Schedule given for international film series at UMass Dartmouth

Whether your interest rests in tales with a supernatural bent, historical or quirky romances or indictments of social injustice, the fall 2001 International Film Series selections at the University of Massachusetts Dartmouth will likely appeal to your taste. All films are shown on Fridays at 7:30 p.m. in the Visual and Performing Arts building (Group VI), room 153. Parking is available in lot 8/9 and admission is free.

Schedule given for international film series at UMass Dartmouth 

Whether your interest rests in tales with a supernatural bent, historical or quirky romances or indictments of social injustice, the fall 2001 International Film Series selections at the University of Massachusetts Dartmouth will likely appeal to your taste. All films are shown on Fridays at 7:30 p.m. in the Visual and Performing Arts building (Group VI), room 153. Parking is available in lot 8/9 and admission is free. 

Professor Charles White has selected and will introduce all offerings, beginning with the September 14 showing of The Dress (The Netherlands, 1996), winner of the International Film Critics Award at the Venice Film Festival. The story, in Dutch, directed by Alex Van Warmerdam, traces the life of a dress and everyone who comes in contact with it.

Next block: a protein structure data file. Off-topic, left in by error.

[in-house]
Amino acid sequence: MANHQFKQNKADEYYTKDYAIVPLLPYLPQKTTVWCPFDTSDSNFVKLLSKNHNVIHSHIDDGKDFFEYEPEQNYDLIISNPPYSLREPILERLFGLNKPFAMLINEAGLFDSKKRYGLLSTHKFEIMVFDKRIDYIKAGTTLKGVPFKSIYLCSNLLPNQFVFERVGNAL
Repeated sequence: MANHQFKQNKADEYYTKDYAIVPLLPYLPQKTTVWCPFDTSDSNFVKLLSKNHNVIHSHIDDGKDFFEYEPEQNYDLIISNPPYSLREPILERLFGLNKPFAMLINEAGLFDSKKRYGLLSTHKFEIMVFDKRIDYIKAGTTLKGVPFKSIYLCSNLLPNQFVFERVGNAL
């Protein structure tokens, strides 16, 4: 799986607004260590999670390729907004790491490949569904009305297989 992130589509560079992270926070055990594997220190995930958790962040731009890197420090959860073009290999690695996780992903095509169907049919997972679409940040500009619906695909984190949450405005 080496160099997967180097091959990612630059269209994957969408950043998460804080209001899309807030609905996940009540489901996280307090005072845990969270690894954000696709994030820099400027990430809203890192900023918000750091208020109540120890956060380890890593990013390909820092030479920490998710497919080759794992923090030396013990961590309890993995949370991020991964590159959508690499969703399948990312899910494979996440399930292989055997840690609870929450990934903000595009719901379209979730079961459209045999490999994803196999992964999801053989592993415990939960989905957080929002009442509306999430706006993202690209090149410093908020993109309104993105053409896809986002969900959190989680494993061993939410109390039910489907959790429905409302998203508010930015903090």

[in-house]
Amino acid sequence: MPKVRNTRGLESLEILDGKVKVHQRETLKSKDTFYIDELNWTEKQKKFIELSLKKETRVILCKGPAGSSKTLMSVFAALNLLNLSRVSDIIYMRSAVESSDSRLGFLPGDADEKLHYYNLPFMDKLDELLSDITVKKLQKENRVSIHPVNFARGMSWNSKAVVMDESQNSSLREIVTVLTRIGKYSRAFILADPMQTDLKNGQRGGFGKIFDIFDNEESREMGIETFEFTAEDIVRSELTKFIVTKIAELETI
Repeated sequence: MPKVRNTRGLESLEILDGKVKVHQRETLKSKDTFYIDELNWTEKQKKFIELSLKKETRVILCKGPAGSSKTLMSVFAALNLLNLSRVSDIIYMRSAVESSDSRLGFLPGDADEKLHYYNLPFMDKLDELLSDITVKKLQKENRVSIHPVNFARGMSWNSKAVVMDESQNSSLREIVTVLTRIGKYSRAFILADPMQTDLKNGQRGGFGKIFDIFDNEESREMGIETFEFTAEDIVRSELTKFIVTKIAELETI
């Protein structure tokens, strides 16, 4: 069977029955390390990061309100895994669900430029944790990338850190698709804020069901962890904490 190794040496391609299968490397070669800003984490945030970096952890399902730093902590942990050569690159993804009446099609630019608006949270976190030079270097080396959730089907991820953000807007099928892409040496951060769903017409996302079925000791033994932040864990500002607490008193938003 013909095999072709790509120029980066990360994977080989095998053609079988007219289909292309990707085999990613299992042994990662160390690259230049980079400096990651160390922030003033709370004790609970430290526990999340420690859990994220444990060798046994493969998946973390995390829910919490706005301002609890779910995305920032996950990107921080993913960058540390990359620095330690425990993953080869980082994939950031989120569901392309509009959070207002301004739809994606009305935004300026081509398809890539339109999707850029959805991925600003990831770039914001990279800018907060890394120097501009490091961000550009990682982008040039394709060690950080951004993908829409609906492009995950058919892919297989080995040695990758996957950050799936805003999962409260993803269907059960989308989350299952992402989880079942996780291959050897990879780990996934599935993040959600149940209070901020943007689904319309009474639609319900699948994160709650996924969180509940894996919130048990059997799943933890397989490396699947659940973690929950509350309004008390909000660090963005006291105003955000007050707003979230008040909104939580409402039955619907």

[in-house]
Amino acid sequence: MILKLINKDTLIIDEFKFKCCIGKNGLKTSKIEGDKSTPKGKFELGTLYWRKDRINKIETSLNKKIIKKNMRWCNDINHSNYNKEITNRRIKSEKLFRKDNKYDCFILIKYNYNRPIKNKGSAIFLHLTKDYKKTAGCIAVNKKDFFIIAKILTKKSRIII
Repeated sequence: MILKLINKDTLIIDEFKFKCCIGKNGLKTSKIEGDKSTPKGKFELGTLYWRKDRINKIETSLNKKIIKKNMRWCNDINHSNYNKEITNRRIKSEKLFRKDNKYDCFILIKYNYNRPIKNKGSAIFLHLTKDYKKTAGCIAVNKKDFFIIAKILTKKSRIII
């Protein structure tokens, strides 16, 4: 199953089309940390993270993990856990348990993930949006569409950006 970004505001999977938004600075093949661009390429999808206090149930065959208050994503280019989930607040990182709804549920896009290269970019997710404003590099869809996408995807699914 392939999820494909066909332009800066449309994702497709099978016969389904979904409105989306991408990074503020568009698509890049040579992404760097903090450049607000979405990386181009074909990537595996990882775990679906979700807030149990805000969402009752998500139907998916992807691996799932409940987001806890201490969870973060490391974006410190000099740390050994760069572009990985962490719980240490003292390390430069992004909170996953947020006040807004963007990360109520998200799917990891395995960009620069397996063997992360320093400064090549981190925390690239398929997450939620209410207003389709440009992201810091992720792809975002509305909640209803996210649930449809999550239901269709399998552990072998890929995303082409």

The rest of the schedule follows: September 28 Bitter Rice, (Italy, 1948) was nominated for an Academy Award in Screenwriting and packed theaters around the world-despite being banned by the Legion of Decency in the United States. Directed by Giuseppe De Santis, in Italian, the film explores the harsh conditions endured by women laboring in Italy's rice fields. 

October 12 Directed by Beeban Kidron, Swept from the Sea, (England, 1977) is based on Joseph Conrad's Amy Foster and traces the star crossed romance between an outcast and shipwreck survivor. 

November 2 The feature will be Honey and Ashes (Tunisia, 1996), directed by Nadia Fares, in French and Arabic, concerning three women in an Islamic country caught between religious tradition and modernity. 

November 9 The Harmonists (Germany, 1998), an award winner at several prestigious film festivals, is directed by Joseph Vilsmaier in German. The based-on-fact story of a popular musical group in the 1920's shows the challenges of three Jewish members as the Nazis came to power. 

November 30 Directed by Idressa Ouedraogo, in Moore, Yaaba, Grandmother (Burkina Faso, 1989) was winner of the International Critics Prize at Cannes. The film focuses on two young cousins and their relationship with a mysterious old woman who was cast out of her village as a witch. 

December 14 Afterlife (Japan, 1998), directed by Kore-Edo Hirokazu in Japanese, shows the spirits of the newly dead recalling their cherished memories to caseworkers at a counseling center staffed by bureaucrats. 

For more information, call 999-8285 or cwhite@umassd.edu.


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